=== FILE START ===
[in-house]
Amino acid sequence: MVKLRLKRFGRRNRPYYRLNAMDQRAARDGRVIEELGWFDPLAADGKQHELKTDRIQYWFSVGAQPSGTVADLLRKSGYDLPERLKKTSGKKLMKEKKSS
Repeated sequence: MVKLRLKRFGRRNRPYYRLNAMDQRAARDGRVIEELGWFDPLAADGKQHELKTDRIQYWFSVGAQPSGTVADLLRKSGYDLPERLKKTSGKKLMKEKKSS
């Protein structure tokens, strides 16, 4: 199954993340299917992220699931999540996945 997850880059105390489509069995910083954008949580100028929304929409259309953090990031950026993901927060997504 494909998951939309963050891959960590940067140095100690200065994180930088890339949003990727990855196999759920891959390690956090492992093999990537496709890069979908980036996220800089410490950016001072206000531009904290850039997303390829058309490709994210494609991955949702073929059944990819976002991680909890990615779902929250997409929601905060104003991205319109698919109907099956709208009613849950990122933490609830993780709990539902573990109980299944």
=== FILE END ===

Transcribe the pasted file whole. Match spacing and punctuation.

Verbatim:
[in-house]
Amino acid sequence: MVKLRLKRFGRRNRPYYRLNAMDQRAARDGRVIEELGWFDPLAADGKQHELKTDRIQYWFSVGAQPSGTVADLLRKSGYDLPERLKKTSGKKLMKEKKSS
Repeated sequence: MVKLRLKRFGRRNRPYYRLNAMDQRAARDGRVIEELGWFDPLAADGKQHELKTDRIQYWFSVGAQPSGTVADLLRKSGYDLPERLKKTSGKKLMKEKKSS
């Protein structure tokens, strides 16, 4: 199954993340299917992220699931999540996945 997850880059105390489509069995910083954008949580100028929304929409259309953090990031950026993901927060997504 494909998951939309963050891959960590940067140095100690200065994180930088890339949003990727990855196999759920891959390690956090492992093999990537496709890069979908980036996220800089410490950016001072206000531009904290850039997303390829058309490709994210494609991955949702073929059944990819976002991680909890990615779902929250997409929601905060104003991205319109698919109907099956709208009613849950990122933490609830993780709990539902573990109980299944």